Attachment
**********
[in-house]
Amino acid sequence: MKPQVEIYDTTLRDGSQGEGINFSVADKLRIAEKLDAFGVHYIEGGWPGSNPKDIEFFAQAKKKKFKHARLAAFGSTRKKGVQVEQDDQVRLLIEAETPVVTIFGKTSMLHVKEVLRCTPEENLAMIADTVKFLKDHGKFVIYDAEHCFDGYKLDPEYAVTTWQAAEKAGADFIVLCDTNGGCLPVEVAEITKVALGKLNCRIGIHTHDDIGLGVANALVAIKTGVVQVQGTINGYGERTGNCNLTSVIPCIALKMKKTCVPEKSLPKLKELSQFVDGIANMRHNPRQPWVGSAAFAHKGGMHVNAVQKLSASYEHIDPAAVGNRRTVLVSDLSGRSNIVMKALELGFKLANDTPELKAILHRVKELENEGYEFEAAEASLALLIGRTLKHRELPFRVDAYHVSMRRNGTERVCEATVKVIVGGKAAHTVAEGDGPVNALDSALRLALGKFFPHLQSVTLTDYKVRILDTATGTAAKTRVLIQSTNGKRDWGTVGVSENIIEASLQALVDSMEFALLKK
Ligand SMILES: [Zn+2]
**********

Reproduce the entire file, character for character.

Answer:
[in-house]
Amino acid sequence: MKPQVEIYDTTLRDGSQGEGINFSVADKLRIAEKLDAFGVHYIEGGWPGSNPKDIEFFAQAKKKKFKHARLAAFGSTRKKGVQVEQDDQVRLLIEAETPVVTIFGKTSMLHVKEVLRCTPEENLAMIADTVKFLKDHGKFVIYDAEHCFDGYKLDPEYAVTTWQAAEKAGADFIVLCDTNGGCLPVEVAEITKVALGKLNCRIGIHTHDDIGLGVANALVAIKTGVVQVQGTINGYGERTGNCNLTSVIPCIALKMKKTCVPEKSLPKLKELSQFVDGIANMRHNPRQPWVGSAAFAHKGGMHVNAVQKLSASYEHIDPAAVGNRRTVLVSDLSGRSNIVMKALELGFKLANDTPELKAILHRVKELENEGYEFEAAEASLALLIGRTLKHRELPFRVDAYHVSMRRNGTERVCEATVKVIVGGKAAHTVAEGDGPVNALDSALRLALGKFFPHLQSVTLTDYKVRILDTATGTAAKTRVLIQSTNGKRDWGTVGVSENIIEASLQALVDSMEFALLKK
Ligand SMILES: [Zn+2]